“Buddha …” was made by Hana Makhmalbaf when she was nineteen years old and is her first feature film. Her mother Marzieh helped to write the script and other members of her family also assisted with filming.

Johnny Mad Dog: clear anti-war message let down by generic portrayal of film’s events

Jean-Stephane Sauvaire, “Johnny Mad Dog” (2008)

A film of child soldiers set in an African country experiencing a long and protracted civil war, “Johnny Mad Dog” will be gruesome watching for most people. The movie revolves around the viewpoint of two teenagers, Johnny Mad Dog (Chirstopher Minie) who leads a militia of under-age soldiers, some of them barely into their teens, in a rebel army and Laokole (Daisy Victoria Vandy) who tries to save her crippled father and little brother from the rebels when they hit her town and kill or drive away the soldiers. The film’s narrative follows the boys from the time they receive their orders from the General (Joseph Duo), through their journey into a town and then into the capital city to meet up with other rebel groups fighting government forces; along the way the youngsters commit appalling and brutal acts of violence such as forcing a child to shoot his father, raping a TV news reporter and torturing a middle-aged couple by forcing them to have sex. In warfare, the boys efficiently despatch a sniper; in brief periods of “peace”, they quarrel, waste too much ammunition in the air, steal things and generally sort out their particular places in their little social hierarchy. In the meantime, Laokole is torn between getting her wounded father to hospital and keeping her brother safe: she decides to take Dad to hospital in a wheelbarrow but loses the small boy.

The depiction of Johnny and his unit as they alternately kill and plunder, and act like a bunch of typical teenagers obsessed with second-hand Western pop culture or stolen trophies like a pig, looks realistic if bizarre. Many child actors who appear had actually been soldiers and you wonder how they must have felt recreating brutal, nightmarish scenes. The often shocking contrast of the boys’ violence and their relative innocence and naivety is a reflection of the surreal society that produced them, a society where adults are helpless and passive – even the UN soldiers guarding the city hospital barely hold out against Johnny’s rabble – or are deliberately uncaring, cynical and lying; and children are the ones who take responsibility for their parents and siblings. The rebel leaders who lure Johnny and the other boys into their ranks promise the children money for their future and provide charms claimed to ward off bullets and injuries but betray the children by joining the regular army once the war is ended.

Using a mixture of jumpy handheld camera shots, fixed-film shots and scenes shot in slow-motion style, Sauvaire achieves an effect that is at once immediate and in-your-face, and at the same time in its own way, universal: children brainwashed, degraded and traumatised by ongoing war and extreme poverty, with the adults exploiting their innocence, eager energy and desire for security. The film looks beautiful, even artistic, even in scenes of parts of the deserted city where evidence of poverty and long-term government neglect might be expected; the forests look too green and lush, and the houses appear picturesque and colourful.

The country where the war takes place is never identified; this is at once the film’s weakness and part of its purpose, which is to show that the events could happen in any country where there is ongoing civil war, but this approach risks making the country, its people and places generic. The film narrowly focusses on the boys’ activities and interactions so they come across as little more than thuggish brats with AK-47s. Viewers never learn if the government the rebels fight against really is corrupt and favours some ethnic or religious groups over others. The rebel leadership is never identified so viewers have no way of knowing if Johnny’s general is just not a nice piece of work or is representative of the rebel army leaders. For all we know, the rebels may have had very legitimate grievances which would have given a context to the orders the boys receive from the General and the mayhem they cause, and the film an added complicated political-social dimension which would enrich the sparse plot.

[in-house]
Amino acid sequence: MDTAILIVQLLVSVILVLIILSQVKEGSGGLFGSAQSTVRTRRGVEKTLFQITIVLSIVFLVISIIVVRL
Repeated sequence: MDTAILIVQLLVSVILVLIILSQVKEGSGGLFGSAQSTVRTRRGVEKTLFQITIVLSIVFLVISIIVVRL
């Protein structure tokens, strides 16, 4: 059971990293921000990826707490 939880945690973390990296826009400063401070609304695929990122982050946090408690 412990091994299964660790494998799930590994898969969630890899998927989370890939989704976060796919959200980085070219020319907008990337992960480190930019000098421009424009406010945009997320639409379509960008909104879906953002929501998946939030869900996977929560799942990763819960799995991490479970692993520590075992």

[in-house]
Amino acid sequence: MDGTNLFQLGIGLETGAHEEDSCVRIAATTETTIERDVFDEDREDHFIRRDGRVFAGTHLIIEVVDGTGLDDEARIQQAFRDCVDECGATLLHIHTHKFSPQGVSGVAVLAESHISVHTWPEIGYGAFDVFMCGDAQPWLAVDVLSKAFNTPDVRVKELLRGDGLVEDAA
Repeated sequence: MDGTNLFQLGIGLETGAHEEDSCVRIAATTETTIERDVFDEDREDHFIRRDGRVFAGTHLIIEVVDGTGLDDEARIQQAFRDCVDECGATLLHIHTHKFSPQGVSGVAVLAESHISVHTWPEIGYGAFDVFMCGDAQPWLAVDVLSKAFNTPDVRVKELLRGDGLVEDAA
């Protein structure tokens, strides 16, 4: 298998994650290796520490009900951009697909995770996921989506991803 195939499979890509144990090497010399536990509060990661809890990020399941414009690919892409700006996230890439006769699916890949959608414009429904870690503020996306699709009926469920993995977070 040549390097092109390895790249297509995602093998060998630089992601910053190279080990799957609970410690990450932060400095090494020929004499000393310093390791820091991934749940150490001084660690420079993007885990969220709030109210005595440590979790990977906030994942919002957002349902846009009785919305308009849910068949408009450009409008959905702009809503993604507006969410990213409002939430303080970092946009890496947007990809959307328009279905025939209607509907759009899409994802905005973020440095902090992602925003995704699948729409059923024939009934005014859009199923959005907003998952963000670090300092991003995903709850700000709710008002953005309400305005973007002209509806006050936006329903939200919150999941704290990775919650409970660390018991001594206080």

The performances of Minie and Vandy as the teenagers on two opposed sides of the war, whose lives run in parallel save for two meetings, are pivotal to the film’s plot and both youngsters deliver excellent work particularly in their scenes together. Their first scene, completely wordless, holds the possibility of a friendship and possible redemption for Johnny, and the close-ups of the actors’ faces, frozen yet filled with conflicting thoughts and feelings, are stunning; the protagonists’ second scene together, in which all hope of reconciliation is gone, is terrifying in the way it suggests both youngsters have been completely corrupted and degraded by the adults and events around them and will remain enemies forever. For all his bluster and near-sociopathic tendencies, Johnny shows potential to be a more sensitive person – he refuses to blast away a group of UN soldiers, to his unit’s astonishment; he is concerned for a prostitute he names “Lovelita” when she is shot – if he had been given better luck in life; and Laokole shows an unexpected hardening, vengeful side.

The message that war dehumanises people, most of all children, is very clear but for all that, “Johnny Mad Dog” is one-dimensional and not nearly as effective as it could be. The journalistic concentration on the issue of child soldiers throws the spotlight onto the child actors but without the background context that might explain how and why the civil war in the unnamed African country broke out and whether the rebels had good cause to revolt – this could be completely fictional yet plausible as it would be reconstructed from real life events in various countries- the film undermines its message and becomes open to charges of racism and exploitation of its themes for the titillation of audiences within Africa and beyond. Nevertheless it’s a worthwhile film to watch for the work of its two leads in portraying two opposed characters.

The film was shot in Monrovia and other parts of Liberia but is based on a novel “Johnny Chien Mechant” by novelist and scientist Emmanuel Dongala, who used his experiences as a refugee fleeing Congo (Brazzaville) in the late 1990’s when war broke out there, for the book.